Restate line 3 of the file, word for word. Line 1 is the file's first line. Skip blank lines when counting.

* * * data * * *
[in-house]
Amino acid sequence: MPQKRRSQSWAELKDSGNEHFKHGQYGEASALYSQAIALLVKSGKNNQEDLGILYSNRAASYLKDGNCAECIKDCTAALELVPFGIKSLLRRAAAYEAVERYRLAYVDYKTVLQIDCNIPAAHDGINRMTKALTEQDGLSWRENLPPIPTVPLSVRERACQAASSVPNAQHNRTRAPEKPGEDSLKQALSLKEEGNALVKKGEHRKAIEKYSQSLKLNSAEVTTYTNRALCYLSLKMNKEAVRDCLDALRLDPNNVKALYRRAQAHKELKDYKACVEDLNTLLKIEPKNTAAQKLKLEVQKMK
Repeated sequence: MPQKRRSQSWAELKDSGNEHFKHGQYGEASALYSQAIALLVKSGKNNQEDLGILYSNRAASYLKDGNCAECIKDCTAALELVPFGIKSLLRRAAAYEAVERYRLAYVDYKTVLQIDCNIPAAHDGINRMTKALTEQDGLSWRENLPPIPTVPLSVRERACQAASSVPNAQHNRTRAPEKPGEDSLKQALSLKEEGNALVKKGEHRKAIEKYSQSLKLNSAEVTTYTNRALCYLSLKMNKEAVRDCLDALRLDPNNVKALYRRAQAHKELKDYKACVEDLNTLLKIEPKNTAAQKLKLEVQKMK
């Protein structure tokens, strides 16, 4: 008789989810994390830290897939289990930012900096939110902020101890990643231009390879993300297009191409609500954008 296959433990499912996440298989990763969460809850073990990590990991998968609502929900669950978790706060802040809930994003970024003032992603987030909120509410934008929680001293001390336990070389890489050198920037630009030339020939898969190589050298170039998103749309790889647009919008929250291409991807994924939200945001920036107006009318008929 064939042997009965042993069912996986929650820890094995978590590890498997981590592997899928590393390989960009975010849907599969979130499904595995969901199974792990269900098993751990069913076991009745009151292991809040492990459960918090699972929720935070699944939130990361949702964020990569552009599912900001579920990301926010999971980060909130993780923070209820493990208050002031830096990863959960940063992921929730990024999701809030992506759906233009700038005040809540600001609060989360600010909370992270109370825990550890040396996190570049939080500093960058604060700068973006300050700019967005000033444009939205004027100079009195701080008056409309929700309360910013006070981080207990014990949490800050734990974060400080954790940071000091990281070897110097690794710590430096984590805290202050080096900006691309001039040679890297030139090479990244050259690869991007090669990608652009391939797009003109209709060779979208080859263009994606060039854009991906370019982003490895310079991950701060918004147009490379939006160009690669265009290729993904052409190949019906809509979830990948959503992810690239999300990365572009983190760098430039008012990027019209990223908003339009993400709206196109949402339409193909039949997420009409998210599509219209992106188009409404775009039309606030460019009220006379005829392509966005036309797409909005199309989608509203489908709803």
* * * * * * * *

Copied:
Repeated sequence: MPQKRRSQSWAELKDSGNEHFKHGQYGEASALYSQAIALLVKSGKNNQEDLGILYSNRAASYLKDGNCAECIKDCTAALELVPFGIKSLLRRAAAYEAVERYRLAYVDYKTVLQIDCNIPAAHDGINRMTKALTEQDGLSWRENLPPIPTVPLSVRERACQAASSVPNAQHNRTRAPEKPGEDSLKQALSLKEEGNALVKKGEHRKAIEKYSQSLKLNSAEVTTYTNRALCYLSLKMNKEAVRDCLDALRLDPNNVKALYRRAQAHKELKDYKACVEDLNTLLKIEPKNTAAQKLKLEVQKMK